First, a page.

In December of 2015 an article put out by Mother Jones revealed some staggering numbers. 100 of the richest US citizens control as much money as all 42 million of the nation's black population.

Backing Black Business wants to change all that. It’s an online resource, partnering with Black Lives Matter, where you can search for a local, online, or non-profit black run business, or you can register your own black run business. 

As Bernie Sanders said “a nation will not survive morally or economically, when so few have so much, while so many have so little.” American money and power has been consolidated among the mostly white and primarily male for long enough. Do your part to redistribute the wealth while supporting the black community and the Black Lives Matter movement.


Police Training Bill

Your DGB for today is to contact Congress to express your support for a bill that will mandate additional training for police officers in de-escalation and using the lowest level of force necessary.

In the last few years there have been a number of highly publicized and questionable police shootings against American citizens, especially those in marginalized communities. The Preventing Tragedies Between Police and Communities Act of 2016 is a bill currently before Congress that seeks to reduce these incidents through training. At DGB, we support this win-win effort to protect communities and support positive change.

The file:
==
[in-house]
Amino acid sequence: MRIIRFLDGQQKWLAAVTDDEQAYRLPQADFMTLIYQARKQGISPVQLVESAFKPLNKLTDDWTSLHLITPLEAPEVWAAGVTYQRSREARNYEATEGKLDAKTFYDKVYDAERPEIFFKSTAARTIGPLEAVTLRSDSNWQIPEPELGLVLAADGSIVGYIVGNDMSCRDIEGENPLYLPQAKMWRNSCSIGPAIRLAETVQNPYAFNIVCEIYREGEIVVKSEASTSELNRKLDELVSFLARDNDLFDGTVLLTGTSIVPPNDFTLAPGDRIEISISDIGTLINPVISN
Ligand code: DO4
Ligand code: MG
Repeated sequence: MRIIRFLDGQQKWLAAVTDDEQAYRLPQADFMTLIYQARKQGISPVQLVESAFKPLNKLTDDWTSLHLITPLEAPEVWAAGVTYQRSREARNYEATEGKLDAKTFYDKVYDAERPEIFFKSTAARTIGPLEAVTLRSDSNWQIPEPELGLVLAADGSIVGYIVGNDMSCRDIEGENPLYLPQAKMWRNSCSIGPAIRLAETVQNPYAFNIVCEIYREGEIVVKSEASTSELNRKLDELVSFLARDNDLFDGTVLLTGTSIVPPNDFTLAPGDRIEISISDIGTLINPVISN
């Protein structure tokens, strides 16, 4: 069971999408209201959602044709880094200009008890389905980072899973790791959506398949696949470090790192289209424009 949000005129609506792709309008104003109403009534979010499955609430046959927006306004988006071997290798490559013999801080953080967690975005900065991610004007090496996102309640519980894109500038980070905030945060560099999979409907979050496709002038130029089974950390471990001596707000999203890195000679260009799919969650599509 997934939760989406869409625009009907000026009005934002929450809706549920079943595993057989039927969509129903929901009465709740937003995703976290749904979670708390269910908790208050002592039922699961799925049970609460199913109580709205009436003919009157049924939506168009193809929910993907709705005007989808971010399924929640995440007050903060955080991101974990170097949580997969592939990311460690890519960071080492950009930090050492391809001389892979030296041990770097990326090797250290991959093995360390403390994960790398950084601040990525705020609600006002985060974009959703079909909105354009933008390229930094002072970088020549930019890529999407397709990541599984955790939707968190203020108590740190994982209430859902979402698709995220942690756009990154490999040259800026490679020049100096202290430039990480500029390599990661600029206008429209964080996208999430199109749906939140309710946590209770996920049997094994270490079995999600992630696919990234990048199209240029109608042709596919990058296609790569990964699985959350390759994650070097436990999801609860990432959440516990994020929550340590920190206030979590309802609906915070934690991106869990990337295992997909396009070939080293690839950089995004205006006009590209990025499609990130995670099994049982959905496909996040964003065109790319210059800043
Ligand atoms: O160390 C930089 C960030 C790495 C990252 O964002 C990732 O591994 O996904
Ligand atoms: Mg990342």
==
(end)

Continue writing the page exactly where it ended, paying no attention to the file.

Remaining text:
The bill has been referred to the House Judiciary Committee’s Subcommittee on Crime, Terrorism, Homeland Security and Investigation. We ask you to call your Senators and Representatives, and urge them to push the bill to a passing vote, ESPECIALLY if you are a constituent of committee members (looking at you, Wisconsin, Ohio, Virginia, Texas, Utah, South Carolina, Idaho, Colorado, and Michigan). You can find the list of committee members here

You can also follow this link and sign the petition to demand congress pass this bill.

Currently, police spend 13 times more hours in training on gun use and mastering defensive tactics than they do in learning how to de-escalate conflicts.  It’s time to change the way police departments approach officer training. This bill aims to create trust and cooperation between law enforcement and communities.

If you’d like to educate yourself further on this topic, this Washington Post Database shows the number of fatal shootings of citizens by police officers in 2016.